Third, much better contingency planning and crisis management will be needed. After all, this crisis was managed in a pretty haphazard way. Governments moved very late on from ad hoc and selective emergency bailouts to a comprehensive rescue operation of their financial systems. And only very late on did they shift their focus from removing toxic assets to providing comprehensive support to different components of balance sheets, by providing guarantees on deposits and interbank loans, acquiring bad assets of banks and non-banks, and providing new capital. The approach got better only at the very end.

Last but not least, we require rethinking of our current international financial architecture. This includes international co-operation in regulatory reform of financial and capital markets, accounting standards, and treatment of international financial transactions. The aim is to strengthen both integration and stability of world capital markets. In addition, we have to rethink the way international financial institutions provide support to countries facing capital and external-payments crises, like Iceland, Hungary, and the Ukraine are today.

These are just some key lessons, there may be others. OECD can play a major role in addressing them.

You have just joined the OECD after several years at the Central Bank of Chile, which is a candidate country for OECD membership. What added perspective do you think your background can bring to the job?

You are right, I spent the last 12 years of my career at the Central Bank of Chile, and eight years before that at the World Bank. I am a citizen of both Germany and Chile, my children were born in the US, my wife is Chilean-German-Costa Rican, I lived during some of my teenage years in Brazil, and I love France. I truly feel more like a world citizen than a national of any individual country, which provides a strong motivation for joining the OECD. My professional life combines academic experience–I am a full professor at the Catholic University of Chile, associate professor at the University of Chile, and just resigned as President of the Chilean Economic Association– research and policy advice at both the World Bank and the Central Bank of Chile. I also worked as a consultant with some 25 industrial and emerging-market economies and many international organisations.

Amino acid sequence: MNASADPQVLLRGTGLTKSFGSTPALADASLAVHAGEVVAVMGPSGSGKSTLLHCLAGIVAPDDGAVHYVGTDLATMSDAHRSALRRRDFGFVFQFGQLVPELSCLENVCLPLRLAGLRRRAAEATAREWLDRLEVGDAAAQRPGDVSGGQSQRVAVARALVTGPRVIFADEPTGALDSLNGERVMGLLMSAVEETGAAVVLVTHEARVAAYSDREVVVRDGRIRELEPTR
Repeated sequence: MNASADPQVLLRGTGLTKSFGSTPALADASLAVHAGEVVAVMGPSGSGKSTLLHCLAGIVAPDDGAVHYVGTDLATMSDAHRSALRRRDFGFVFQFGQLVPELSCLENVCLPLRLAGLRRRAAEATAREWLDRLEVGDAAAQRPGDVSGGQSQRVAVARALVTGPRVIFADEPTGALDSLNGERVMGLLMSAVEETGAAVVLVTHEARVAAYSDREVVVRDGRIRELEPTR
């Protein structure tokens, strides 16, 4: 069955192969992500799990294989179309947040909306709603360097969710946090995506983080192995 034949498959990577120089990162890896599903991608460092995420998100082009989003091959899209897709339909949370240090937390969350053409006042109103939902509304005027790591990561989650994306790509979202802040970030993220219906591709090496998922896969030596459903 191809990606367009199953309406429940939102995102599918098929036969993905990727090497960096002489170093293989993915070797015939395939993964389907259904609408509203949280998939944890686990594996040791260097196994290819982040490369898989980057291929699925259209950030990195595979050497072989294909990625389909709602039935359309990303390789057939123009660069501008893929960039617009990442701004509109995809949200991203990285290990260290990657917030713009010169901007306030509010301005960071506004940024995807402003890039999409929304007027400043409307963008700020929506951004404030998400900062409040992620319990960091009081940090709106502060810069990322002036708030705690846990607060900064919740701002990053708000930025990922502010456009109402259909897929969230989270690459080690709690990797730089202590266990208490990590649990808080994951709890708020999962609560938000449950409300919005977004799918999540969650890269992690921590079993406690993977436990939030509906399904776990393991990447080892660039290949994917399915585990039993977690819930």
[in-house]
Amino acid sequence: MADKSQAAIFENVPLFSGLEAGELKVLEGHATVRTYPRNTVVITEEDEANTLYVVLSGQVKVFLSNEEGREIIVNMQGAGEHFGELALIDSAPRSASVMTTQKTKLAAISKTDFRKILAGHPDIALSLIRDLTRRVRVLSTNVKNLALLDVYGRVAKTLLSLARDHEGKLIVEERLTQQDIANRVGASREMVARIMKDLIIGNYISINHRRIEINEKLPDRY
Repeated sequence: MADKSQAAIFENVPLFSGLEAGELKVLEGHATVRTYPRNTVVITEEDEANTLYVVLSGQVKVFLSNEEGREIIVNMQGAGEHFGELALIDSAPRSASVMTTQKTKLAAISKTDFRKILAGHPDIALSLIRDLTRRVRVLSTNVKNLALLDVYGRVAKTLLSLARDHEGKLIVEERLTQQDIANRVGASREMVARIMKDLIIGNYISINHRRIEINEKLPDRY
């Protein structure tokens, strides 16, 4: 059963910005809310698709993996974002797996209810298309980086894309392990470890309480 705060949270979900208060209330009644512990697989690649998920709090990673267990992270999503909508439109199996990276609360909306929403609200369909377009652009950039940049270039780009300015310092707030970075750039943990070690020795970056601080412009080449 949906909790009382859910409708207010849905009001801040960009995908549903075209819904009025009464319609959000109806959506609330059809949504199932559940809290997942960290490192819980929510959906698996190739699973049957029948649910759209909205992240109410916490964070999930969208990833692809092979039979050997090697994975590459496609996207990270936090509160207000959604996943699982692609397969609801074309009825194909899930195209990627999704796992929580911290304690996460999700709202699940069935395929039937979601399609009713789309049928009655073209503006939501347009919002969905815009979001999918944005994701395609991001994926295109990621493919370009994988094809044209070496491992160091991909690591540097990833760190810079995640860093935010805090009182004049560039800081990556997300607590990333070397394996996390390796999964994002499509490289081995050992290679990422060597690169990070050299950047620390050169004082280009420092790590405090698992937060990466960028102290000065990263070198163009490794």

My specialities include growth and structural reforms, macroeconomics and related policies, international economics and development, and financial markets and pension systems. I have worked both on and in developing, emerging-market, and industrial economies. So I have not only watched how the global economy has shifted, I understand the pressures countries face, whether rich or poor.

With the crisis, I certainly could not have come to the OECD at a more testing time, both for our member countries and for me, personally. But it is an intellectual challenge I am ready for.

From my perspective, the stakes are high but straightforward. Our first task is to work intensively to get past this crisis, and to minimise the strain and suffering of the people most hurt by it. Beyond that, we have to work even harder in evaluating the policy options and recommending the structural reforms that member countries require in order to achieve higher, more stable, growth and more welfare for their people. Finally, as the influence of emerging economies on the global economy will continue to increase, we will have to work on the integration of emerging economies into the world economy and their increasing engagement with our member countries. For this reason, the OECD’s new global focus led by Angel Gurría must be fully supported.

Finally, let me mention that I am both happy and proud to join this exceptional organisation, with its teams of outstanding professionals both in economics and beyond. We are all committed to provide the best services to our member countries, and to help them return our economies to good health and robust long-term growth.

References

©OECD Observer No 269 October 2008